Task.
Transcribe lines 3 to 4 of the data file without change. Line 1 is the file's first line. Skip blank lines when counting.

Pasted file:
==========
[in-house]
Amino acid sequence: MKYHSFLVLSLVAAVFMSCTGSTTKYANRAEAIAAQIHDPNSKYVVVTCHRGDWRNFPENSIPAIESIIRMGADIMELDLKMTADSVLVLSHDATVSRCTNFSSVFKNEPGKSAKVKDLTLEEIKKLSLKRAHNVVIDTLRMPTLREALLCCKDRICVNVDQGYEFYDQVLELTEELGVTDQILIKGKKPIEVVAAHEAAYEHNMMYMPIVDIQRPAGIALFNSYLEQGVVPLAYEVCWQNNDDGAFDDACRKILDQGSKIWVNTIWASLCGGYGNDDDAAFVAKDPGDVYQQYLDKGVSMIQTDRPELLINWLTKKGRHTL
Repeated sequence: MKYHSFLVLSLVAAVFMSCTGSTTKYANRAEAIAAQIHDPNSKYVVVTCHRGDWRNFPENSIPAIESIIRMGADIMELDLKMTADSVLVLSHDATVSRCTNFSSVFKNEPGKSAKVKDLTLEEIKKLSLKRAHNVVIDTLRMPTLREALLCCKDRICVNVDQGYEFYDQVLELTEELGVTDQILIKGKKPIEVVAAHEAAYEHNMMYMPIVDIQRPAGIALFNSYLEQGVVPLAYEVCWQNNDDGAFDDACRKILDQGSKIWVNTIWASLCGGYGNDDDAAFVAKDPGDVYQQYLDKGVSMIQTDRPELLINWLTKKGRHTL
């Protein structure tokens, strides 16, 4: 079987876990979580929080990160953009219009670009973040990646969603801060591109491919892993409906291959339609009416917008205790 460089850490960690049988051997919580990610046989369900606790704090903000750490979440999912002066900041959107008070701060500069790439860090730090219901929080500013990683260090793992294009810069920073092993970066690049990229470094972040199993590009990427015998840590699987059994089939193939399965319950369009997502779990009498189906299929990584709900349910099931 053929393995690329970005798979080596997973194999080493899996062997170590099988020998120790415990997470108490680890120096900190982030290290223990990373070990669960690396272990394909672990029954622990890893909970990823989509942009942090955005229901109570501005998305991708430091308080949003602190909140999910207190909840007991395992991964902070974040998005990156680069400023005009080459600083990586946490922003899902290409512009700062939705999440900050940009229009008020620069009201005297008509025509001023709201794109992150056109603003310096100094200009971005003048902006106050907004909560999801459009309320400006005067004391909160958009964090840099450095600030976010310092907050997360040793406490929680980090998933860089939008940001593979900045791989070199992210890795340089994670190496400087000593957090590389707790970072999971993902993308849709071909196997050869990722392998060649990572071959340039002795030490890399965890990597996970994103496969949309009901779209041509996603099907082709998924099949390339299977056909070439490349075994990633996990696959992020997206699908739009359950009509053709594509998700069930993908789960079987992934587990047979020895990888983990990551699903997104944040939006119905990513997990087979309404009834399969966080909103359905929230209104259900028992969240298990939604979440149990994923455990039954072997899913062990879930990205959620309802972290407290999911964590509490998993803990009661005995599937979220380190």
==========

Repeated sequence: MKYHSFLVLSLVAAVFMSCTGSTTKYANRAEAIAAQIHDPNSKYVVVTCHRGDWRNFPENSIPAIESIIRMGADIMELDLKMTADSVLVLSHDATVSRCTNFSSVFKNEPGKSAKVKDLTLEEIKKLSLKRAHNVVIDTLRMPTLREALLCCKDRICVNVDQGYEFYDQVLELTEELGVTDQILIKGKKPIEVVAAHEAAYEHNMMYMPIVDIQRPAGIALFNSYLEQGVVPLAYEVCWQNNDDGAFDDACRKILDQGSKIWVNTIWASLCGGYGNDDDAAFVAKDPGDVYQQYLDKGVSMIQTDRPELLINWLTKKGRHTL
């Protein structure tokens, strides 16, 4: 079987876990979580929080990160953009219009670009973040990646969603801060591109491919892993409906291959339609009416917008205790 460089850490960690049988051997919580990610046989369900606790704090903000750490979440999912002066900041959107008070701060500069790439860090730090219901929080500013990683260090793992294009810069920073092993970066690049990229470094972040199993590009990427015998840590699987059994089939193939399965319950369009997502779990009498189906299929990584709900349910099931 053929393995690329970005798979080596997973194999080493899996062997170590099988020998120790415990997470108490680890120096900190982030290290223990990373070990669960690396272990394909672990029954622990890893909970990823989509942009942090955005229901109570501005998305991708430091308080949003602190909140999910207190909840007991395992991964902070974040998005990156680069400023005009080459600083990586946490922003899902290409512009700062939705999440900050940009229009008020620069009201005297008509025509001023709201794109992150056109603003310096100094200009971005003048902006106050907004909560999801459009309320400006005067004391909160958009964090840099450095600030976010310092907050997360040793406490929680980090998933860089939008940001593979900045791989070199992210890795340089994670190496400087000593957090590389707790970072999971993902993308849709071909196997050869990722392998060649990572071959340039002795030490890399965890990597996970994103496969949309009901779209041509996603099907082709998924099949390339299977056909070439490349075994990633996990696959992020997206699908739009359950009509053709594509998700069930993908789960079987992934587990047979020895990888983990990551699903997104944040939006119905990513997990087979309404009834399969966080909103359905929230209104259900028992969240298990939604979440149990994923455990039954072997899913062990879930990205959620309802972290407290999911964590509490998993803990009661005995599937979220380190």